This is the penultimate post in the series that reviews the evidence for prevention of burnout in OoHC and YJ workers. This and the next post will attempt to summarise ‘what works’ in preventing burnout.
- adoption of self-care practices does not always result in reduced burnout
- there is little evidence to suggest that encouraging staff to participate in such activities increases the participation rate in the activities
- even if staff participation rate is increased, the results are still modest, i.e. people who participate are still prone to burnout, albeit at lower rate than those who do not participate.
In short, it is likely that there a many other factors that explain why some workers are prone to burnout and they are likely to not be associated with participation in self-care activities.
Analogy: what type of people benefit from psychotherapy?
Psychologists know that people who are psychologically minded are more likely to seek therapy when distressed and are also more likely to benefit from such therapy. It is possible that the same is true for self-care, i.e. people who are aware of any decline in their wellbeing, or are interested in wellbeing generally, are more motivated to take remedial action in the form of self-care activities. People who have no such interest or are not aware of any decline in wellbeing may not be motivated to engage in self-care activities – no matter how much their employer, i.e. the community service organisation (CSO), promotes such activities.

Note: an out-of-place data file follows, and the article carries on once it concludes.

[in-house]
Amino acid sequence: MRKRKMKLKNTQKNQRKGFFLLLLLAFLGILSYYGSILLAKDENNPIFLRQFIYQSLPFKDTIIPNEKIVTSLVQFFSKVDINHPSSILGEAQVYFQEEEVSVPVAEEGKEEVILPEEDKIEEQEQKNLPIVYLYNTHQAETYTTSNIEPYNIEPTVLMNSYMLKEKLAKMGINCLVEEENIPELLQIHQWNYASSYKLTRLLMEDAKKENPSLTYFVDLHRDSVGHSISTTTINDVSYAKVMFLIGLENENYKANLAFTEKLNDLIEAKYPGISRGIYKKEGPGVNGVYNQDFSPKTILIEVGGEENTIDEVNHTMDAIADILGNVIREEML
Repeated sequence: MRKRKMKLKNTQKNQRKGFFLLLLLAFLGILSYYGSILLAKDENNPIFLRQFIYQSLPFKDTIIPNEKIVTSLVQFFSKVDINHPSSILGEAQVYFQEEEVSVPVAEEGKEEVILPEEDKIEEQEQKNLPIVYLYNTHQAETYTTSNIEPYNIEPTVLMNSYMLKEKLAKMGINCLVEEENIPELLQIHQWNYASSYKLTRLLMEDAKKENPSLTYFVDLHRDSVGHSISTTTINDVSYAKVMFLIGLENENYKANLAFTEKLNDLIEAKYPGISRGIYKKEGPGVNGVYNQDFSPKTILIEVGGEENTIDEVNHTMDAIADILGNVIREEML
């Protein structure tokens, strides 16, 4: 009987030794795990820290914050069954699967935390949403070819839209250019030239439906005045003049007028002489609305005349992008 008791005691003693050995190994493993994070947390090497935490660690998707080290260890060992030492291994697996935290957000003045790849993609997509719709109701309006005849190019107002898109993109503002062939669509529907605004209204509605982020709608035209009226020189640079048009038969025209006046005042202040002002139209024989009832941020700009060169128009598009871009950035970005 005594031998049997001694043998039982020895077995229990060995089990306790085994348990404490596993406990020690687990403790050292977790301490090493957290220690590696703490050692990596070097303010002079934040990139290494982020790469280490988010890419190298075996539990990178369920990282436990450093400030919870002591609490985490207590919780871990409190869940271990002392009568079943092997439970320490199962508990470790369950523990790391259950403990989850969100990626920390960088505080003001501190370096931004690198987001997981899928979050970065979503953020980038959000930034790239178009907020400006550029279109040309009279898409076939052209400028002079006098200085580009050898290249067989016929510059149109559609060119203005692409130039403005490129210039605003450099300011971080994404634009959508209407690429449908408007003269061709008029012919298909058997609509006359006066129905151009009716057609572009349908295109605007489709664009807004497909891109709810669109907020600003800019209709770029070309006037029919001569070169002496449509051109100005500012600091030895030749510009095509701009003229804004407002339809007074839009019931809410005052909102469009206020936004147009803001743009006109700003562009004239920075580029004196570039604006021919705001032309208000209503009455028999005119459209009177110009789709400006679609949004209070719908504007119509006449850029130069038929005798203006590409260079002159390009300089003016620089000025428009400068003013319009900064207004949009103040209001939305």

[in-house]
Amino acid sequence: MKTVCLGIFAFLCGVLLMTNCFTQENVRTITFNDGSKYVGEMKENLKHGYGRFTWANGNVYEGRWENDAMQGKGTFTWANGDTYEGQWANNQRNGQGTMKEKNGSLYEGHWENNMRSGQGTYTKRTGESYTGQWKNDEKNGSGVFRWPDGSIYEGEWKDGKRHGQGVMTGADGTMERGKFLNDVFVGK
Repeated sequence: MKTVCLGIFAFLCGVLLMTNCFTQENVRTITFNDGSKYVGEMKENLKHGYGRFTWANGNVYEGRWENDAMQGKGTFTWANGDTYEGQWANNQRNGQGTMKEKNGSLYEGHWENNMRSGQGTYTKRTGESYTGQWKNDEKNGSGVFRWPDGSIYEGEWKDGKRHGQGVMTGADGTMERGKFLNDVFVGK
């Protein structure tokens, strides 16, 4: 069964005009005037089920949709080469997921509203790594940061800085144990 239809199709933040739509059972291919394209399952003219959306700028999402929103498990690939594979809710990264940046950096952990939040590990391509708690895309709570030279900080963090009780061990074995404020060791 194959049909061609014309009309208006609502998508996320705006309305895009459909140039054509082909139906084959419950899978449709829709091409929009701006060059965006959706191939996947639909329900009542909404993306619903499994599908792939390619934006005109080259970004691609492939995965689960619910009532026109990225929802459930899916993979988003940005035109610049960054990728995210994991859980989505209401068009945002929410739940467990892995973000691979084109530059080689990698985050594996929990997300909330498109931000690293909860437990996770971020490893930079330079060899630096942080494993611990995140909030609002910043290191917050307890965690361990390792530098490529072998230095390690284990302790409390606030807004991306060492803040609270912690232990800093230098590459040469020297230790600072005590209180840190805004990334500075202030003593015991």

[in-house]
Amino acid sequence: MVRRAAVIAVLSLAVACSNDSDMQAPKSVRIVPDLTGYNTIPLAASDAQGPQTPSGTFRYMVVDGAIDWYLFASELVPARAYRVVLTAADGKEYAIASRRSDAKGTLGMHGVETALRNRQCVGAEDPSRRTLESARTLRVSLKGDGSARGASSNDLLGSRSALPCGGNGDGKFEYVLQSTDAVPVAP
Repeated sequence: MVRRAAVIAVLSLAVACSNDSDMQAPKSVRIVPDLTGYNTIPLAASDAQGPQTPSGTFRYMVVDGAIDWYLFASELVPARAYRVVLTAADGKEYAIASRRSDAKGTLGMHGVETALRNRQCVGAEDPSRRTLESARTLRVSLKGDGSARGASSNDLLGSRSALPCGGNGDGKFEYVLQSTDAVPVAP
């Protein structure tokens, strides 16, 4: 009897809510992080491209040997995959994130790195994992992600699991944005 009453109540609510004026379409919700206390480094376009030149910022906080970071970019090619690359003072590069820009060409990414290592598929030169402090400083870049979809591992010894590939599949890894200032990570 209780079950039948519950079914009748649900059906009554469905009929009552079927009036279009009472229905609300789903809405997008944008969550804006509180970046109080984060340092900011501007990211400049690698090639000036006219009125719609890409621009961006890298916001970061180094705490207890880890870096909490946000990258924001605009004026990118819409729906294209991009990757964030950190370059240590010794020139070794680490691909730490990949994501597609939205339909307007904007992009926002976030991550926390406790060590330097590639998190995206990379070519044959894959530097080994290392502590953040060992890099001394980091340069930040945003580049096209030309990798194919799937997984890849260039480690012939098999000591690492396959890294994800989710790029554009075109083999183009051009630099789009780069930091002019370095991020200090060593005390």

Should CSOs continue to provide self-care activities and encourage staff to participant in them?
CSOs should continue to support the self-care practices of their staff, despite the modest impact on burnout rates. There are strong moral, industrial and legal reasons to do so.
How else can CSO’s reduce burnout rates?
CSOs should consider two approaches:
- improve supervision of their staff
- improve recruitment processes to identify people who are motivated to participate in self-care activities. (I will address this issue in my next post.)
Improving the quality of supervision
There is evidence that effective supervision reduces both burnout rates and staff turnover. In my experience, as with people who benefit from psychological therapy, people who benefit from supervision have a particular mindset; namely, they notice areas where their practice can be improved upon and seek appropriate assistance. They are not defensive or in denial about their opportunities for performance improvement. This approach is common in most professions – doctors, lawyers, social workers, psychologists etc.
Providing effective supervision in CSOs can be problematic for two reasons:
- The person providing the supervision is also the line manager of the person receiving supervision. Thus, supervision can be confused with ‘performance appraisal’ and therefore staff may be unwilling to reveal shortfalls in performance and become defensive if such issues are suggested.
- Providing effective supervision is a high-level skill and not all CSO line managers have the required skill.
It may be useful for CSOs to engage people
other than line managers to provide supervision for staff. Clearly
this would increase the cost, however a cost/benefit approach should be strongly
considered. This entails comparing the additional cost of providing supervision
to the full cost of burnout, e.g. increased Workcover claims, frequency of sick
leave, staff turnover generally and the necessity of agency staff recruitment
to cover absent staff.